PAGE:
Review of the 2023 Mazda CX-60 D50e Azami

Mazda’s transformation from a mainstream player to a premium brand is exemplified by the new CX-60 range. The top-spec CX-60 Azami showcases Mazda’s upscale aspirations, although there are some remnants of Mazda’s past that hold this new model back.

The CX-60 represents Mazda’s unique approach to engineering. While other brands are downsizing engines and embracing electrification, Mazda has introduced a range of new six-cylinder engines and a different type of automatic transmission. The brand has also focused on improving interior fit-out and technology to rival that of prestigious brands.

Mazda’s decision to use six-cylinder engines and a multi-clutch pack transmission is not entirely unconventional. However, the brand has embraced electrification with a 48-volt mild hybrid system on six-cylinder petrol and diesel models and a plug-in hybrid four-cylinder option. Surprisingly, there is no pure EV option in the CX-60 range.

Despite these unique features, Mazda has carefully honed every aspect of the CX-60 to enhance its strengths and attract more affluent buyers. However, the brand’s driver-oriented focus could potentially hold it back from competing with premium brands.

The flagship CX-60 Azami grade paired with the new 3.3-litre turbo-diesel six-cylinder engine was put to the test to see if the CX-60 lives up to its premium positioning while maintaining Mazda’s strong-selling medium SUV sales success.

The CX-60 range starts at $59,800 for the entry-level CX-60 P50e Evolve petrol and goes up to $73,000 for the top-spec Azami. The CX-60 Azami, paired with the diesel engine, starts at $75,000. There are options available such as the Takumi or SP design packages and premium paint options, which can push the price up further.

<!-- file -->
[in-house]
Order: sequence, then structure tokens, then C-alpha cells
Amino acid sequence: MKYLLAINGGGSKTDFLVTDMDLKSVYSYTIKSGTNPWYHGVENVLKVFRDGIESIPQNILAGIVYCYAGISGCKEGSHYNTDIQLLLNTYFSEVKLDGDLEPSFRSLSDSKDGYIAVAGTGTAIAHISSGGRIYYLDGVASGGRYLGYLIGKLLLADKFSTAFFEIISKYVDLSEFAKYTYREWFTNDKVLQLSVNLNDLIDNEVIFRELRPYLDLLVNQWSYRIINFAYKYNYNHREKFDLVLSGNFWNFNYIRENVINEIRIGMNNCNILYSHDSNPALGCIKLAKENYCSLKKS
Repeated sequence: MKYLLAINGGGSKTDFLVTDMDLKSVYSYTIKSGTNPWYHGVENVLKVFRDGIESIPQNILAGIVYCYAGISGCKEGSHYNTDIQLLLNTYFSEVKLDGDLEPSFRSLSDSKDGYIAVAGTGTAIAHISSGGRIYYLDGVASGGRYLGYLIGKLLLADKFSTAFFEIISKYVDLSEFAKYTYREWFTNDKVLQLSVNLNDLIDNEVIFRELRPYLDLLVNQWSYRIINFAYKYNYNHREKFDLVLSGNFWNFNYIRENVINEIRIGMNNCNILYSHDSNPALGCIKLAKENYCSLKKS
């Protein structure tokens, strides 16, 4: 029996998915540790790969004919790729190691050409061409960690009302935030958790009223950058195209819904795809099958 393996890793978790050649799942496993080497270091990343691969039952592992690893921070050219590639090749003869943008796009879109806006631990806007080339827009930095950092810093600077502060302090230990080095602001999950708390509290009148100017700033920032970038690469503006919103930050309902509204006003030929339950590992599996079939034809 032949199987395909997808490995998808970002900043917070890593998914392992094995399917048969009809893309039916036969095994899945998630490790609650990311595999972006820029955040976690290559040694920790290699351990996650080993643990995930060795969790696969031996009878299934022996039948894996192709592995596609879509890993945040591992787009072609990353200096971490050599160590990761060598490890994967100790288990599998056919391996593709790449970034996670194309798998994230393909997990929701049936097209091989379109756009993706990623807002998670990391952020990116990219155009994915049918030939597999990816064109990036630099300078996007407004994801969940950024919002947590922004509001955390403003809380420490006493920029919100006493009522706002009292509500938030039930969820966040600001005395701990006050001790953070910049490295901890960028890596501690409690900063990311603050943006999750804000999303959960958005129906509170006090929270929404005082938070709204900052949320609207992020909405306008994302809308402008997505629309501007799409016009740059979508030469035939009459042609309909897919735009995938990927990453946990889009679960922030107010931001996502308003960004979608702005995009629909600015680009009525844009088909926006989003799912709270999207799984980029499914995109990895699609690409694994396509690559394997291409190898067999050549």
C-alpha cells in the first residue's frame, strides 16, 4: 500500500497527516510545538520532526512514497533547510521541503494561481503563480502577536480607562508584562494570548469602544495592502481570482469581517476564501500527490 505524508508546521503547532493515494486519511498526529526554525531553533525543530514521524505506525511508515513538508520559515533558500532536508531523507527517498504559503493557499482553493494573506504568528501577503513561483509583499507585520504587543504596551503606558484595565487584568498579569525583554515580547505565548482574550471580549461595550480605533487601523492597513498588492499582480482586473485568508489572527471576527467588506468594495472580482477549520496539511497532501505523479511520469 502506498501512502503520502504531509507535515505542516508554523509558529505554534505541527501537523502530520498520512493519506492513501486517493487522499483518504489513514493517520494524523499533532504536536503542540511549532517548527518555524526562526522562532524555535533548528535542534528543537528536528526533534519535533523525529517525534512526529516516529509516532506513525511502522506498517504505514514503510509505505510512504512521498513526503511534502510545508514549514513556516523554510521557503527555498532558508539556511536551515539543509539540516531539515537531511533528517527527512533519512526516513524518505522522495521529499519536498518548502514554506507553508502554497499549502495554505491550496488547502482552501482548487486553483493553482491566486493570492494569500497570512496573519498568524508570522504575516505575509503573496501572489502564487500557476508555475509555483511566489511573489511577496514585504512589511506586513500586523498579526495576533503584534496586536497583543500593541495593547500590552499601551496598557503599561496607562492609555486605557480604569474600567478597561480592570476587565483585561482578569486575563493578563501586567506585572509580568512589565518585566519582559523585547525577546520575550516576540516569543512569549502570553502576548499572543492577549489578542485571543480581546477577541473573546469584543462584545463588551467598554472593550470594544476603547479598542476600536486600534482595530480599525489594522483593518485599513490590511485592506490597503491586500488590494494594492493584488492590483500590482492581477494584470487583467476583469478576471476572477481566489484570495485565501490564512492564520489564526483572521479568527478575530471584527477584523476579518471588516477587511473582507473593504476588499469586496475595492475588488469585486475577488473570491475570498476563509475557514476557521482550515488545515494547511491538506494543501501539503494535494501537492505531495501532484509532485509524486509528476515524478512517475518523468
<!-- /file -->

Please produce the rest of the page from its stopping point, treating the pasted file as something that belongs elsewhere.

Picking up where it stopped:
The CX-60 faces competition from both mainstream and luxury brands. Mainstream alternatives include the Toyota RAV4 Cruiser Hybrid, Nissan X-Trail Ti-L e-Power, and Volkswagen Tiguan R-Line. Luxury alternatives include the Audi Q5 40 TDI, BMW X3 xDrive 20d, and Genesis GV70 2.2d. However, the Mazda’s six-cylinder diesel offers more power and performance compared to its luxury competitors.

The interior of the CX-60 is spacious and offers a premium presentation. The Azami grade with the SP package adds touches like tan-colored nappa leather, faux-suede inserts, quilted seat detailing, and dark finishes to the interior brightwork. The attention to detail in the cabin rivals established luxury brands.

The driver and front passenger have plenty of room, although storage options are limited. The rear seat passengers will appreciate the increased space compared to the CX-5, but it is still not suitable for long journeys.

Despite its premium positioning, the CX-60 lacks some practical interior touches, such as rear sun blinds and third-zone climate control for rear seat passengers.

Overall, the CX-60 represents Mazda’s evolution towards a premium brand. With its unique engineering features and attention to detail in the interior, the CX-60 competes with both mainstream and luxury brands. However, its driver-focused approach may limit its appeal to families looking for a well-rounded SUV.